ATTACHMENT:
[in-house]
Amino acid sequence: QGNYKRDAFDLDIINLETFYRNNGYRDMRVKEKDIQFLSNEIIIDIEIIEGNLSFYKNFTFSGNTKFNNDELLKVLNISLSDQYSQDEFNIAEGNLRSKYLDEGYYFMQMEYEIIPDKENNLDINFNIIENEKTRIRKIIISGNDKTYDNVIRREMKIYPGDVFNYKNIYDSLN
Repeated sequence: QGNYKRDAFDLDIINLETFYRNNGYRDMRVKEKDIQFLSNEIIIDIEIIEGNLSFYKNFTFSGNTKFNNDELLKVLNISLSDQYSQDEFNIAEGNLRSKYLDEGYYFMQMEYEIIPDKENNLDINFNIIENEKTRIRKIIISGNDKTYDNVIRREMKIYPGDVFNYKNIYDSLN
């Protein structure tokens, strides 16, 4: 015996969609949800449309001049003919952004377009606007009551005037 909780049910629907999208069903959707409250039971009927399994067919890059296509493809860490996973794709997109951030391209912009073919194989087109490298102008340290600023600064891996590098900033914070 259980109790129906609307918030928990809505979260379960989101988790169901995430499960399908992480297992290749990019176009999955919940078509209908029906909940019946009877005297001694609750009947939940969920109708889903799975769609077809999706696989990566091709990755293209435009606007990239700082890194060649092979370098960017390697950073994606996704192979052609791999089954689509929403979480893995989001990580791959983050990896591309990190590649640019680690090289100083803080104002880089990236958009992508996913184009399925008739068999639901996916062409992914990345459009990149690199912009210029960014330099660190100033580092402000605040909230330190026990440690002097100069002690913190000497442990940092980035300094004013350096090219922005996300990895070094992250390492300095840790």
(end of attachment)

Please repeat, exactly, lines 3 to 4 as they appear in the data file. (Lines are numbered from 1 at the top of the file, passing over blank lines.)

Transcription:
Repeated sequence: QGNYKRDAFDLDIINLETFYRNNGYRDMRVKEKDIQFLSNEIIIDIEIIEGNLSFYKNFTFSGNTKFNNDELLKVLNISLSDQYSQDEFNIAEGNLRSKYLDEGYYFMQMEYEIIPDKENNLDINFNIIENEKTRIRKIIISGNDKTYDNVIRREMKIYPGDVFNYKNIYDSLN
């Protein structure tokens, strides 16, 4: 015996969609949800449309001049003919952004377009606007009551005037 909780049910629907999208069903959707409250039971009927399994067919890059296509493809860490996973794709997109951030391209912009073919194989087109490298102008340290600023600064891996590098900033914070 259980109790129906609307918030928990809505979260379960989101988790169901995430499960399908992480297992290749990019176009999955919940078509209908029906909940019946009877005297001694609750009947939940969920109708889903799975769609077809999706696989990566091709990755293209435009606007990239700082890194060649092979370098960017390697950073994606996704192979052609791999089954689509929403979480893995989001990580791959983050990896591309990190590649640019680690090289100083803080104002880089990236958009992508996913184009399925008739068999639901996916062409992914990345459009990149690199912009210029960014330099660190100033580092402000605040909230330190026990440690002097100069002690913190000497442990940092980035300094004013350096090219922005996300990895070094992250390492300095840790």